8 Best Practices for Outdoor Portable Sinks
Outdoor portable sinks have become even more practical since the arrival of the pandemic. As hand washing protocols continue to remain a priority, many facilities, commercial spaces and public areas have opted for this affordable sanitizing station to help reduce the spread of the virus. However, outdoor portable sinks have long been a practical choice for outdoor events and other locations where hand washing makes sense. Here we offer eight best practices for using outdoor portable sinks.
1. Pay attention to stock
Portable sinks are only as good as their stock. They require soap and paper towels to make them easier for people to use. This can be a challenge depending on the scope of your event or how much traffic your facility experiences on a daily basis. Keeping track of how much soap and paper towels are used helps you understand demand so you can maintain stock to service your visitors.
A plan is needed to make it easier for staff to restore soap and towels as needed. A good rule of thumb is to start the day with sufficient stock to avoid early issues. However, it also makes sense to ensure your portable sink comes with ample storage space, so the restocking process is easier. You can even place a sign on the sink telling people where to find soap and paper towels, although this increases the risk for theft.
If you don’t have cabinets for storage, find a spot nearby for storage to make it easier. For frequently travelled areas, have a schedule to ensure you have someone restock the sink to meet demand.
2. Daily cleaning
Since the whole point of providing outdoor portable sinks is to encourage proper hygiene, it follows that you maintain clean conditions, so people aren’t averse to using them. To ensure your sink is well maintained you should have it often wiped down to keep it presentable. If staff numbers allow, arrange for regular wipe downs of the sink throughout the day. This helps maintain the surfaces and also makes the sink more pleasant to use. If you are limited on staff, a thorough wipe down is required at the beginning and end of the day.
Be sure you disinfect your outdoor portable sink at least once a day or more frequently if you tend to see larger crowds. Remember disinfecting is not the same as just washing. You need to use a manufacturer-recommended disinfectant to eliminate germs.
To remain efficient, disinfectant, chlorine bleach, pumping wands, towels and brushes should be either kept at the station or carried by cleaning staff so they can easily clean before, throughout and after operation hours. Be sure to use dedicated towels and brushes for each hand washing station to prevent cross-contamination, as well as debris build-up and toxic mould growth.
4. Cold weather
Your sink will come with instructions on ideal temperatures for use. However, if you are facing freezing temperatures, you should bring the sink indoors to avoid damage. Events that take place in the spring and fall are at most risk for unexpected colder weather. Be sure to watch the weather reports so you are prepared for unseasonably cool temperatures.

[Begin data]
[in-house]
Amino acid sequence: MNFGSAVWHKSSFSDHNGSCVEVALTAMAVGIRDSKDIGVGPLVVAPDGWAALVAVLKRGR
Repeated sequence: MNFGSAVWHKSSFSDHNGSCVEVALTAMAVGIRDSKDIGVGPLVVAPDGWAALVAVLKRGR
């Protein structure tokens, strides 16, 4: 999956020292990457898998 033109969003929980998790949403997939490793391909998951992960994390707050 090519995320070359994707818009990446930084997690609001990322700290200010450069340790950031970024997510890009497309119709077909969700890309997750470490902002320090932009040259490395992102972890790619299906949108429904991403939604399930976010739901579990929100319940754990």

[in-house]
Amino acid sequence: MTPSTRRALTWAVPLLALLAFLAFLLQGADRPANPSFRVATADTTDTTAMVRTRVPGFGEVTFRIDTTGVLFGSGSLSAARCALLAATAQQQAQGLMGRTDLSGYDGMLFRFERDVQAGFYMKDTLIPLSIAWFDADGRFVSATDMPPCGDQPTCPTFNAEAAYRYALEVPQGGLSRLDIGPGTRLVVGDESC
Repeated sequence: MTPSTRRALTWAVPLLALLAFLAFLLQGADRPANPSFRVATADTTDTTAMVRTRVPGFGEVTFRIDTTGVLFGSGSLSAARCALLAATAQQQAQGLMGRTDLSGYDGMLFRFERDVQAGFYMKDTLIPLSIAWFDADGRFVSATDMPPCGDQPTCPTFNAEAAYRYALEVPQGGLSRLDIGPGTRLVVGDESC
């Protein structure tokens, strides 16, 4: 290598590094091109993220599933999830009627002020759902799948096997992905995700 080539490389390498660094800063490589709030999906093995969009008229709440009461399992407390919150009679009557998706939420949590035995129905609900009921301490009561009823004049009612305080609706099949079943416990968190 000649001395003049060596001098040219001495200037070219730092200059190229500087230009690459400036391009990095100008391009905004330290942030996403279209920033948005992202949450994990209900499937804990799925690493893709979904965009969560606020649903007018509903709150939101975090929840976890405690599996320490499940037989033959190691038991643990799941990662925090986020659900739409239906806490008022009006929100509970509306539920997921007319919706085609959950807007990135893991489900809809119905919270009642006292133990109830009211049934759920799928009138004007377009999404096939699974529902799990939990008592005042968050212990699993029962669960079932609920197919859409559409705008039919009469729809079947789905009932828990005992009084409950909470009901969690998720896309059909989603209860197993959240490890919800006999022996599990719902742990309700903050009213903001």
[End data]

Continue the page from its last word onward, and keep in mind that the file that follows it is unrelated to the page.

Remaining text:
5. Maintain the tanks
The freshwater tank of the portable sink should be kept filled for heavy traffic areas. Also, don’t forget about the wastewater tank. It will need to be emptied if you want to avoid leaks and flooding. If you don’t maintain the tanks properly, you can damage the pump.
As mentioned earlier, keeping track of sink use helps you create a maintenance schedule. When tanks are empty it’s a good time to look for signs of mould, algae or sediment build-up that must be washed thoroughly before you resume operation of the portable sink.
6. Sanitize the hoses
To maintain sanitary water conditions, make sure to dedicate hoses for fresh and wastewater carefully. Cap the ends to prevent cross-contamination and clean each hose using 10% household bleach and water solution regularly to eliminate any build-up, and to keep the water flow clean.
7. Have enough sinks
Each facility or event will have different entries, space and traffic. It is very important to understand traffic flow or attendance if you want to have enough sinks to accommodate visitors. Long lines can lead to issues. Therefore, you need to estimate how many sinks are needed and have a detailed plan for logical placement.
For example, if you have outdoor washrooms at an event, you should ideally have a sink for each toilet or at least one for every two toilets to reduce line ups, as well as lack of compliance to handwashing. Another reason you want to avoid line ups is that line ups signal crowds, which can deter people from attending your event and this will cost you money.
8. Strategic placement
Some logical places to place your outdoor portable sinks include:
- At restrooms
- At food and beverage stations
- Where messy projects might be planned such as arts and crafts
- Near picnic areas
- At entry points
- Where there is food prep
These are just a few examples, as placement should be based on the particular needs of your facility or event.
Where Outdoor Portable Sinks Are Used
Portable sinks can be used by a long list of organizations including:
- Farmer’s Markets
- Grocery Stores
- Parties and Concerts
- Bingo Halls
- Convenience Stores
- Outdoor Events
- Near Outhouses and Other Portable Bathroom Setups
- Physical Fitness Facilities
- Beach Change Rooms
- Construction Sites
- Conference Centers
- Small Airports
- And more